for the same magnification, this drops the depth of field by the same ratio, 5.5/11 = 1/2; a factor of two!

I think this is in good agreement with your observation; with the Rayox the DOF is lower at the same magnification and nominal f-stop because the actual f-stop is much lower (because the focal length is decreased.) I snagged your posted images and compared their DOF's.



I used the letters to estimate DOF rather than the coin because it was easier; it looks to me like the DOF of the Raynox image is about 1/2 that of the 100mm lens in keeping with the prediction (but this is hard to pinpoint).

Therefore in the DOF equation,

DOF/WOF=C*N*WOF(1+1/m), N is the actual F-stop as modified by any auxiliary lens.

Thanks for posting your photos & observations. I think I understand what's going on a little better. I think if you increase the Zoom (210) + Raynox F-number to 22 the photos will look the same.

Dave

PS I guess a teleconverter will have the opposite effect on actual f-stop - adding a teleconverter will increase the dof (at the same mag & nominal f-stop on the primary lens.)

Last edited by newarts; 08-12-2009 at 08:49 PM.
08-12-2009, 10:56 PM   #33
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QuoteOriginally posted by audiobomber Quote
Are you maybe talking about the Raynox 250? It has a focal length of 109mm, which would give almost 1:1 macro at 100mm. For the photos above I used a FL of 210mm, which is the stated focal length of the DCR-150 and therefore gave me 1:1 macro. If I had set the 55-300 for 100mm, I would get more DOF, but I would not get 1:1 macro. If I try to move in too close, I lose focus.

The DCR-150 is quite useable on the 55-300mm at 300mm, but you need an extremely small aperture for a useable DOF. The result is about 1.4:1, pretty serious magnification. At 300mm I normally use an aperture of F32 and a flash.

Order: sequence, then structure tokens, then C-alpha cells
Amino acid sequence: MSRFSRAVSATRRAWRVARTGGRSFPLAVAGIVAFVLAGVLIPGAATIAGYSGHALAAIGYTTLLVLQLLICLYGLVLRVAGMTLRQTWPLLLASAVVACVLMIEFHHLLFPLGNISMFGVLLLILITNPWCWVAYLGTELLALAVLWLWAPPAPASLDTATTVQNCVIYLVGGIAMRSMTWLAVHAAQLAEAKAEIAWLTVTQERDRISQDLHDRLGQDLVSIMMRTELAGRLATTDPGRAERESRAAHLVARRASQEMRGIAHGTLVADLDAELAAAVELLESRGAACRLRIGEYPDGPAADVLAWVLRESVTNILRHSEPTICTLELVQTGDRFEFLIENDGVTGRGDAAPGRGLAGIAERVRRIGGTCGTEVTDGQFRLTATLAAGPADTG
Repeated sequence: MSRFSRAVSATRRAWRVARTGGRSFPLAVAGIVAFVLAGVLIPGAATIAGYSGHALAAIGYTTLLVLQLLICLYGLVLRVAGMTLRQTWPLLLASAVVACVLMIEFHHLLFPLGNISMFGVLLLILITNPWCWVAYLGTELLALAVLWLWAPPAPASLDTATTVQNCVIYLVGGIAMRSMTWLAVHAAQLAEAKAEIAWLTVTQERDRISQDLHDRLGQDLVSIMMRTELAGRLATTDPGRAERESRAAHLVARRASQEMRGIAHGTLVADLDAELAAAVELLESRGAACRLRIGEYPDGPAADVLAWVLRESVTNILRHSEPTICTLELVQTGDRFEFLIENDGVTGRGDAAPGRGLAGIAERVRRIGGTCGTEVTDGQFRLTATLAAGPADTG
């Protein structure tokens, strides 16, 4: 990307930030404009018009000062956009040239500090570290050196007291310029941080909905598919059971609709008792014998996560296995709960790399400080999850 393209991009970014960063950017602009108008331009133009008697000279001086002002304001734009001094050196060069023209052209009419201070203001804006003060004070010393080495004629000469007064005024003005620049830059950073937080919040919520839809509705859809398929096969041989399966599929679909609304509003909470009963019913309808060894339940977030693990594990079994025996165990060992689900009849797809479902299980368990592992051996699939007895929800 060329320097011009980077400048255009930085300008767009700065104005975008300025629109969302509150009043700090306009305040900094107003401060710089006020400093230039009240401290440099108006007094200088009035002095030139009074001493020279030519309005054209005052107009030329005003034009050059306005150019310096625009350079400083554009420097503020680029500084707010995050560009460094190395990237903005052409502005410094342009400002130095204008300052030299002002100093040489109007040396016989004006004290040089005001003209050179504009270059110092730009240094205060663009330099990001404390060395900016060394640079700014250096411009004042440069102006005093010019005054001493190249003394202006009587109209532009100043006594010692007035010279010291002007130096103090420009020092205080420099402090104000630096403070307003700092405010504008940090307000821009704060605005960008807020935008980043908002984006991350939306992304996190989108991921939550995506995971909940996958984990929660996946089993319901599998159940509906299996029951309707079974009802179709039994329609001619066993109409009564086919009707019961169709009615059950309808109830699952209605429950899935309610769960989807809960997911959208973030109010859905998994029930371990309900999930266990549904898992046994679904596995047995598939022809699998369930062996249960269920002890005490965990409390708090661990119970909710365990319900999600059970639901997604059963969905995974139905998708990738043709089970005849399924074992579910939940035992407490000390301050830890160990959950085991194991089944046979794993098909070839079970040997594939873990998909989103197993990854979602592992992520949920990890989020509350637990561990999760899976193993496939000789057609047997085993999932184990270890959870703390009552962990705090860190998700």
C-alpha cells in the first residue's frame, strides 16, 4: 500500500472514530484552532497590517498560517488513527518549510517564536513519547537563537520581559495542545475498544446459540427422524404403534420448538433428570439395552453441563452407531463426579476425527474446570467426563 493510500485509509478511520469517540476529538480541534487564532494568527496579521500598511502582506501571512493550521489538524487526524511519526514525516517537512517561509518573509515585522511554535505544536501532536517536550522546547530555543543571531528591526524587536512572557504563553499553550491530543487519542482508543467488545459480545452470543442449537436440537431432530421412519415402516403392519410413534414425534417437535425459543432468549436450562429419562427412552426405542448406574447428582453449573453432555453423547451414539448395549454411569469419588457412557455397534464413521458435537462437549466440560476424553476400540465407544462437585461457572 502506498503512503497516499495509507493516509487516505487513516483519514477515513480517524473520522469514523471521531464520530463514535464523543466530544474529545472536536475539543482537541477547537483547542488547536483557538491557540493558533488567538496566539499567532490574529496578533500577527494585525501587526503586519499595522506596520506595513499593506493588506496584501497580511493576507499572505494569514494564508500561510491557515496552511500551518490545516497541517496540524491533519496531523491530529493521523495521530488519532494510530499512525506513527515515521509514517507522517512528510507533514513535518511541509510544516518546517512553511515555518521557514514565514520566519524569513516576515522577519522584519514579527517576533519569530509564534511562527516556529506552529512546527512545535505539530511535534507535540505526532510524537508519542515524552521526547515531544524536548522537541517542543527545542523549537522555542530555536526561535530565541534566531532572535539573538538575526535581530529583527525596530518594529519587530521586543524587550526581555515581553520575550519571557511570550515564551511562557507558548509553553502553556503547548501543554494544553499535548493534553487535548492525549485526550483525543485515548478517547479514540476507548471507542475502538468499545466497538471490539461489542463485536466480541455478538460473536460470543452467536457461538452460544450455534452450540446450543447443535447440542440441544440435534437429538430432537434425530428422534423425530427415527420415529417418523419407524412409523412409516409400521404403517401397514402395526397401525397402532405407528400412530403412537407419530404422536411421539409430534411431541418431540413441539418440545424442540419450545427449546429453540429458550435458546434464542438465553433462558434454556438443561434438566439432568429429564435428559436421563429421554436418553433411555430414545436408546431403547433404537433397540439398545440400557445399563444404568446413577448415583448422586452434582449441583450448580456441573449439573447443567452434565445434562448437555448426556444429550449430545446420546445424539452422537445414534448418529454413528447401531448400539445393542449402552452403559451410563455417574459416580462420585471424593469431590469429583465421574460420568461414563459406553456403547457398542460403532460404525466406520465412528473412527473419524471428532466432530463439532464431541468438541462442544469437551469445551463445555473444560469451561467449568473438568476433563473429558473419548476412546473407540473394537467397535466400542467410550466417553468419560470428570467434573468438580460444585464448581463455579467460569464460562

I'll respond to the rest of your post after I try another test.
no, it's not a 250. what I meant is that you should get a 1:1 magnification with a better DOF at 150. I guess you already did the test and saw what I meant. I mentioned the 100mm FL because that is where I got the best magnification coming from the 55-300 (though not 1:1) at infinity focus. the 150mm that I said is where you could achieve a 1:1 magnification with better DOF. I got the same results that you have at around the 200mm FL. but as you can see that the DOF is much shallower as opposed to the dedicated macro. you increase the FL further and you'll get a much more shallower depth. yes, a flash could help a lil bit especially when you set the aperture at the smallest opening, but still the DOF area is just small to be considered usable.

a prime 135mm lens + diopter test would be another good experiment. since it is a fixed focal length lens, and the only adjustments to be made are the aperture opening and focusing distance, I could only assume that the IQ results and DOF would be very good. the aperture opening could be atleast wider than that of a telephoto zoom and focusing would be much more forgiving.

if you have a 135mm, maybe you could show us a result of that one as well.
08-13-2009, 05:14 AM   #34
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QuoteOriginally posted by Pentaxor Quote
no, it's not a 250. what I meant is that you should get a 1:1 magnification with a better DOF at 150. I guess you already did the test and saw what I meant. I mentioned the 100mm FL because that is where I got the best magnification coming from the 55-300 (though not 1:1) at infinity focus. the 150mm that I said is where you could achieve a 1:1 magnification with better DOF.